A combined $250,000 reward was being offered to help Los Angeles Police track down Smith.
Two active-duty U.S. Marines were killed and more than a dozen others were injured in a military vehicle crash in North Carolina Wednesday afternoon and a driver is facing a misdemeanor charge in their deaths, Fox News has confirmed.
Sgt. Devin Rich with Highway Patrol told Fox News two people were airlifted to local hospitals and about a dozen more were treated at the scene.
The 2nd Marine Logistics Group said earlier it was aware of a vehicle rollover in Jackson, which involved service members.
State Highway Patrol said it responded to a motor vehicle collision on U.S. 17 at the intersection of Highway 210 in Onslow Couty just around 1:10 p.m.
A 7-ton military vehicle attempted to turn right onto U.S. 17 from Highway 210 when it overturned into the median of U.S. 17 ejecting 17 passengers who were at the back of the vehicle, State Highway Patrol told Fox News in a statement.
A second military vehicle behind the initial could not stop in time and struck one of the ejected passengers, State Highway Patrol said. The drivers and passengers of the vehicles are members of the U.S. Marine Corps operating out of Marine Corps Base Camp Lejeune.
A federal judge has dismissed a wrongful death suit filed by the family of notorious Boston gangster James “Whitey” Bulger, ruling that the US Bureau of Prisons cannot be held liable for transferring him to a West Virginia penitentiary, where he was beaten to death by fellow inmates shortly after his arrival in 2018.
“The BOP must provide for the protection, safekeeping, and care of inmates, but this does not guarantee a risk-free environment,” US District Judge John Preston Bailey wrote in a Jan. 12 decision dismissing the suit filed against dozens of prison officials by William Bulger Jr., Bulger’s nephew and administrator of his estate. “Decisions about how to safeguard prisoners are generally discretionary.”
The judge ruled that prison officials are protected from suits involving decisions they make while exercising their discretion. He denied a request by Bulger’s family to force the government to turn over evidence about the circumstances of Bulger’s controversial transfer to US Penitentiary Hazelton.
Bulger’s family released a statement Wednesday saying it remains “committed to holding the government accountable for deliberately putting him in harm’s way and so will appeal this decision to dismiss.“
The family said it is pursuing the suit “in order to force transparency from the federal government” and that the judge’s order dismissing the case before any evidence was disclosed about the circumstances of Bulger’s slaying “would only allow the government to continue its obfuscation of the facts.”
Even when using its discretion, the Bureau of Prisons “may not legally hide facts surrounding acts of violence or allow mistreatment of prisoners,” the family said.
The hack has forced the Red Cross to shut down IT systems that support a program that reunites families separated by conflict, migration or disaster, the humanitarian organization said.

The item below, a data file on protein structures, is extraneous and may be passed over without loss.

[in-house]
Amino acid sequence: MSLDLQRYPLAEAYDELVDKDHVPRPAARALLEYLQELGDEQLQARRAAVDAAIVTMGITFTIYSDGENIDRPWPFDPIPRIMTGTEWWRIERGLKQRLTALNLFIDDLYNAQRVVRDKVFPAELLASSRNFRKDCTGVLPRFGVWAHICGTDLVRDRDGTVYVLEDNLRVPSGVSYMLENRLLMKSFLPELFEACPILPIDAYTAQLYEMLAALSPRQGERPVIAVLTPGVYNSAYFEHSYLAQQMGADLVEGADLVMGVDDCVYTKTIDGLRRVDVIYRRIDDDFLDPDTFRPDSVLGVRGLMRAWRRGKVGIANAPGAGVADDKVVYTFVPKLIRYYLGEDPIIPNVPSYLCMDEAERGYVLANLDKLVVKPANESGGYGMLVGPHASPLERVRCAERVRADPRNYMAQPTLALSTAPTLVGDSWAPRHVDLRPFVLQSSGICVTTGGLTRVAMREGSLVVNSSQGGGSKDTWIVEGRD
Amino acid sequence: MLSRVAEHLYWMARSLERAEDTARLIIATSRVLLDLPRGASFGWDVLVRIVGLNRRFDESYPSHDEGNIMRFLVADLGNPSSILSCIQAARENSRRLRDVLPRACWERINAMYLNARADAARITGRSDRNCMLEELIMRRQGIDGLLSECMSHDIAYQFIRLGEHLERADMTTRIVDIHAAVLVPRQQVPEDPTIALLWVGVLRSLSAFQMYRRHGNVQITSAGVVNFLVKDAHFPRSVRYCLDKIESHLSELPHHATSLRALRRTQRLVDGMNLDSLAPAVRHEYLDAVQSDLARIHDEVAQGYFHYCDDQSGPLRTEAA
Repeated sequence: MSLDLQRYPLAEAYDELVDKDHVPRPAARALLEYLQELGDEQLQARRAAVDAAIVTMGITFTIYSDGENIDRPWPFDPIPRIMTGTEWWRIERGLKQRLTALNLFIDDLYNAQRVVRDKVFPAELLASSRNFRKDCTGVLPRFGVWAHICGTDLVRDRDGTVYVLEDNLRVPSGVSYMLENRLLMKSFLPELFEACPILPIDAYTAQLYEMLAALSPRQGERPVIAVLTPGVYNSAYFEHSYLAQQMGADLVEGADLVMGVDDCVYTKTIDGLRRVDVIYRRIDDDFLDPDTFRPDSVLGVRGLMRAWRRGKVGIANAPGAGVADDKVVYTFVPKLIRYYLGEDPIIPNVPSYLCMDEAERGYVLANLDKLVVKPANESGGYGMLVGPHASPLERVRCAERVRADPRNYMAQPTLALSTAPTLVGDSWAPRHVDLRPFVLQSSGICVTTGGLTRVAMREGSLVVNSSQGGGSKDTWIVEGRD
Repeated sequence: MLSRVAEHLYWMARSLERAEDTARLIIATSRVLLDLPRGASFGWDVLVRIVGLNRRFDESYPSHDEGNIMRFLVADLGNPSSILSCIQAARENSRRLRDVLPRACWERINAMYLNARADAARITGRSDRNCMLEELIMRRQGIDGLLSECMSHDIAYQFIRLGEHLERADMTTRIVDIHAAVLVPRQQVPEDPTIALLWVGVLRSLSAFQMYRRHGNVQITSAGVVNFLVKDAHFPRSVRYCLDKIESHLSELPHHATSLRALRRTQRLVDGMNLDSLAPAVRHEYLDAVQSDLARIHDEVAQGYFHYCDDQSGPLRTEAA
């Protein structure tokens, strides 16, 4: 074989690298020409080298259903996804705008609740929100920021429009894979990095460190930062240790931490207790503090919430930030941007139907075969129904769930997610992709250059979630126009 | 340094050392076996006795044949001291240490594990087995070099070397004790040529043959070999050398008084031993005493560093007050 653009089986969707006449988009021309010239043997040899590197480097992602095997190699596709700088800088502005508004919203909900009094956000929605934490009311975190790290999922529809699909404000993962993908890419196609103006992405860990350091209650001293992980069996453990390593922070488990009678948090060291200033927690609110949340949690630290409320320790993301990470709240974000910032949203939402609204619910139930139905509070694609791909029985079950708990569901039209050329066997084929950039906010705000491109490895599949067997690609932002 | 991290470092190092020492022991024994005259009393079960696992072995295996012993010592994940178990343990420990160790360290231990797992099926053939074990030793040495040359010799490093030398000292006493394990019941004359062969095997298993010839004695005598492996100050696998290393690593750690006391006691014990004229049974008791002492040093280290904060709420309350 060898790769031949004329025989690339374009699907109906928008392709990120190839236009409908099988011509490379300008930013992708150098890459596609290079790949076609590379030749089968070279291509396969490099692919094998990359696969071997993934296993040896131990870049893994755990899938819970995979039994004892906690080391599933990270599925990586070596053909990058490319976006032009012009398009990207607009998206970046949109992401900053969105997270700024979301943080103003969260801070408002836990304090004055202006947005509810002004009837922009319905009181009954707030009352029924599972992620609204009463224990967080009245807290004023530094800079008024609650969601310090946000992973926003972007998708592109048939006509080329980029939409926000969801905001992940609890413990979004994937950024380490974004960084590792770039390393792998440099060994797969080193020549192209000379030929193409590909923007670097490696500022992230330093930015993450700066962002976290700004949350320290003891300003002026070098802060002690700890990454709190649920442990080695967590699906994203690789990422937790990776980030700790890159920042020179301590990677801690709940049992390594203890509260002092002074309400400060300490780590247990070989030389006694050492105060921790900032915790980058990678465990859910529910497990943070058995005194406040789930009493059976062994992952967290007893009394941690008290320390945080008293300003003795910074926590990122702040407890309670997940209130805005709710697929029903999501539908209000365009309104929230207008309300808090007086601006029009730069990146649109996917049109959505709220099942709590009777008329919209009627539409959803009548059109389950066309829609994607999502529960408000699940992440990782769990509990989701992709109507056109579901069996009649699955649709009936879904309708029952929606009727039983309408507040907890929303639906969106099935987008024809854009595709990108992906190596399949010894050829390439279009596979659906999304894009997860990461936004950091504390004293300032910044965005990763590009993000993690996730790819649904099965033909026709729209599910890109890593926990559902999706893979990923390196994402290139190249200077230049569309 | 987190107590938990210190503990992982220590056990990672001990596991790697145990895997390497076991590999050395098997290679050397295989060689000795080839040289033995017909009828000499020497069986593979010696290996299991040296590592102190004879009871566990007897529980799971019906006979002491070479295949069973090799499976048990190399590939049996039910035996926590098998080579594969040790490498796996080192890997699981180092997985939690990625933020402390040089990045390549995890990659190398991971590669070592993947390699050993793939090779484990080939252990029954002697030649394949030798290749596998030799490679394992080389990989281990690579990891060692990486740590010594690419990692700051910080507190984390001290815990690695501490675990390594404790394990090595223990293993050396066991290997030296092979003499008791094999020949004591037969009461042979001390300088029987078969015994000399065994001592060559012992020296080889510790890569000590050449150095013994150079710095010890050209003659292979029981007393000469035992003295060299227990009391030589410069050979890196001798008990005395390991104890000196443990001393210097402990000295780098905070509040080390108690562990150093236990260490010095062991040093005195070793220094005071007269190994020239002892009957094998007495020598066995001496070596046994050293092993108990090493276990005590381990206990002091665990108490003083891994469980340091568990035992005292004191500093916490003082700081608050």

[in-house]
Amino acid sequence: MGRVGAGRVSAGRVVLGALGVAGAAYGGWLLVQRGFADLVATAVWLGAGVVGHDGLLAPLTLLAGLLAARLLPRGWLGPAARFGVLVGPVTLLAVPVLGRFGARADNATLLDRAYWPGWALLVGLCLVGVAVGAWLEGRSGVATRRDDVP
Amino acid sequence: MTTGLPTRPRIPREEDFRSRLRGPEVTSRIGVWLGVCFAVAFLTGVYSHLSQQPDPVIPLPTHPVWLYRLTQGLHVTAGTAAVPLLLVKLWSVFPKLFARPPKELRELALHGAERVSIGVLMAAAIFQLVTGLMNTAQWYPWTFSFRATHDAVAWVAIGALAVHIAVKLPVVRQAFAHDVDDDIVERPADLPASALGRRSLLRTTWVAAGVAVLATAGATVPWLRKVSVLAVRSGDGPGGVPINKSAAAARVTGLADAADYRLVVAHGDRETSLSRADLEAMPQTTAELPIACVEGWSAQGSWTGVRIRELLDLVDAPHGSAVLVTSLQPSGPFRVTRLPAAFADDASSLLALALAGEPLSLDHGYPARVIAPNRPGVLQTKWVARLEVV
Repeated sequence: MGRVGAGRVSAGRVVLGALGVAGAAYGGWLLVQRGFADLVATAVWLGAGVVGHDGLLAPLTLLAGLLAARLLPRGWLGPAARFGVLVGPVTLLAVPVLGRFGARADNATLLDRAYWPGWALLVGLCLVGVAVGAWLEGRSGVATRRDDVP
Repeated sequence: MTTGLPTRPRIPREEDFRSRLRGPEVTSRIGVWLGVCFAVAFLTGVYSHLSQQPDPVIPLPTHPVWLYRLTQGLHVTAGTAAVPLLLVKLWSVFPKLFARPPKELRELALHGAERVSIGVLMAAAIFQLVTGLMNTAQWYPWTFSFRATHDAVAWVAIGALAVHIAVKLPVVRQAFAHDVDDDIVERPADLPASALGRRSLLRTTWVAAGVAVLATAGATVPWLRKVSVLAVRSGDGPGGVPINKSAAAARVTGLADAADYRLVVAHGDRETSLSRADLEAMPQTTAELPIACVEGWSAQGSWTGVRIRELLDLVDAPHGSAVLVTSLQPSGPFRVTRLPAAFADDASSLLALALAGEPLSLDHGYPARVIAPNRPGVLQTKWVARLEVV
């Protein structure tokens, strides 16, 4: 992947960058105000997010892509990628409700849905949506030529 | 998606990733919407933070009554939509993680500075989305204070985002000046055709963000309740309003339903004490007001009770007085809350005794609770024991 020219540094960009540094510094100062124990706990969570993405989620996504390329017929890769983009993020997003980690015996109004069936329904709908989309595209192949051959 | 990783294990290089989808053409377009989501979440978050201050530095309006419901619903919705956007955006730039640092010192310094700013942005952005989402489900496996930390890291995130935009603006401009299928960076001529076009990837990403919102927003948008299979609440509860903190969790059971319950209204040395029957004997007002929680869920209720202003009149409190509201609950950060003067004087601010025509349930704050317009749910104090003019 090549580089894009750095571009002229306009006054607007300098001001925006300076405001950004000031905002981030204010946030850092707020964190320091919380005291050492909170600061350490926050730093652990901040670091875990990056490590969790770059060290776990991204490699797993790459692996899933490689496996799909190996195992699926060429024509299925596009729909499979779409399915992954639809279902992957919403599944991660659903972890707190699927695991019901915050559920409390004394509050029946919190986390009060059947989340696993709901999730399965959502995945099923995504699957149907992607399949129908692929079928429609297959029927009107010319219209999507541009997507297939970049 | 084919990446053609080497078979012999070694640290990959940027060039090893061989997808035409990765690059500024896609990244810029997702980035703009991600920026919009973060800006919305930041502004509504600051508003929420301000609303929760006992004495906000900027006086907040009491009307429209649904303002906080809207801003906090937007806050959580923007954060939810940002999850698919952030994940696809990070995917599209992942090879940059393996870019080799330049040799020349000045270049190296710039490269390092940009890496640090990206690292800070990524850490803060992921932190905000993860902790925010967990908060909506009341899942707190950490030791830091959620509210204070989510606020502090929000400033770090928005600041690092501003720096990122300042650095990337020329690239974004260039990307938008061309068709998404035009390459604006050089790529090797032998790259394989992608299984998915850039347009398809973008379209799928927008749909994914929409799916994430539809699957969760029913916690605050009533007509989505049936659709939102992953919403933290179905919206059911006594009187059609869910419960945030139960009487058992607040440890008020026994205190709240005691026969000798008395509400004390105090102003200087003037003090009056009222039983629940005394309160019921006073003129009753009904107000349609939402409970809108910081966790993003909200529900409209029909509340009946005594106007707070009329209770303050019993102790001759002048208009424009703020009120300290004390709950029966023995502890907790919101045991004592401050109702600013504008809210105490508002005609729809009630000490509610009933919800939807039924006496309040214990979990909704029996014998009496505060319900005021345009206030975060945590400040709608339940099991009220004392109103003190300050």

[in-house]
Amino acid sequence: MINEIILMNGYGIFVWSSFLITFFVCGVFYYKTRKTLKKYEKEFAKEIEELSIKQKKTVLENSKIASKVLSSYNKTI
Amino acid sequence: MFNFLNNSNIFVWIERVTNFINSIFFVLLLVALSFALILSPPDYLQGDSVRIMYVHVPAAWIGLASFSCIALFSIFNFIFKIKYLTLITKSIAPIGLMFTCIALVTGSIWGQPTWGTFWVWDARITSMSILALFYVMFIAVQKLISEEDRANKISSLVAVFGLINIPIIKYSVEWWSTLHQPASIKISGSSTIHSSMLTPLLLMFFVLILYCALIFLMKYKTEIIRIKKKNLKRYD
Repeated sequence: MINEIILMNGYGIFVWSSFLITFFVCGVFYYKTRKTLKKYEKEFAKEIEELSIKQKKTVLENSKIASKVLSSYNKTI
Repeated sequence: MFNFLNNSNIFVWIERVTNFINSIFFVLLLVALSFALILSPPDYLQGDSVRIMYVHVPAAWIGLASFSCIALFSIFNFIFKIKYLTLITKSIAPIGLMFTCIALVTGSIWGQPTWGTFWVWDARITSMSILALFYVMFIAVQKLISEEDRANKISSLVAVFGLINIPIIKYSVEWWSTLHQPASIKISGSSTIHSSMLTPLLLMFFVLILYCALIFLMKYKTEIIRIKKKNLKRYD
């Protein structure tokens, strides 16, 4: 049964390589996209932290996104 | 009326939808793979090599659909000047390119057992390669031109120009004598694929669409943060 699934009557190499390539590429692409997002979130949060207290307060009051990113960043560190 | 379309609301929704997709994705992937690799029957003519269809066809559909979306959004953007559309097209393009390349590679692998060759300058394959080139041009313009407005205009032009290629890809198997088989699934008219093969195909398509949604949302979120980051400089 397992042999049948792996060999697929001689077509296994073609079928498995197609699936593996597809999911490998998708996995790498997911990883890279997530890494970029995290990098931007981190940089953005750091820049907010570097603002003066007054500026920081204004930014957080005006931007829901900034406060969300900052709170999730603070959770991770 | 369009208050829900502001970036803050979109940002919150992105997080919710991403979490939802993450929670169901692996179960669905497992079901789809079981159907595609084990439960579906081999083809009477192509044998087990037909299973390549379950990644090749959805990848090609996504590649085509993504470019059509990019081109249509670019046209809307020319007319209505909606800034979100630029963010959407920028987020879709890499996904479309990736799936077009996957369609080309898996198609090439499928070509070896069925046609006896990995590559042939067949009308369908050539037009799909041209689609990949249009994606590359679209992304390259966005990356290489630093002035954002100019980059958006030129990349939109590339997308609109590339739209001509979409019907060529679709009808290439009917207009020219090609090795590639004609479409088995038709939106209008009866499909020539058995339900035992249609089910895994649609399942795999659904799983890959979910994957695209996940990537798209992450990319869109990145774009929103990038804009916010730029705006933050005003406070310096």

It's unclear who was responsible for the cyber incident, but the Red Cross said its "most pressing concern" was the potential for the compromised data to be leaked. There is no indication that has happened yet, according to the Red Cross.
"We are all appalled and perplexed that this humanitarian information would be targeted and compromised," ICRC Director-General Robert Mardini said in a statement.
The hack hit a Switzerland-based firm that the Red Cross pays to store its data, the humanitarian organization said without naming the firm. The compromised data came from at least 60 of the "national societies," or networks of volunteers and staff, around the world that the Red Cross uses as first responders to disasters.
"As a first step, we will work with most concerned ICRC delegations and Red Cross and Red Crescent societies on the ground to find ways to inform individuals and families whose data may have been compromised, what measures are being taken to protect their data and the risks they may possibly face," Red Cross spokesperson Elizabeth Shaw told CNN in an email.
Shaw said that ransomware was not involved in the incident and that the Red Cross was working with "highly specialized" cybersecurity firms to respond to the hack.
Starting this summer, users with an IRS.gov account will no longer be able to log in with a simple username and password. Instead, they will need to provide a government identification document, a selfie, and copies of their bills to Virginian-based identity verification firm ID.me to confirm their identity. That change, first noticed by Krebs on Security, marks a major shift for the IRS which previously allowed users to file their taxes without submitting personal biometric data.
In a statement to Gizmodo, an IRS spokesperson said users can still receive basic information from the IRS website without logging in, but added they would need to sign in through ID.me to make and view payments, access tax records, view or create payment plans, manage communications preference, or view tax professional authorizations.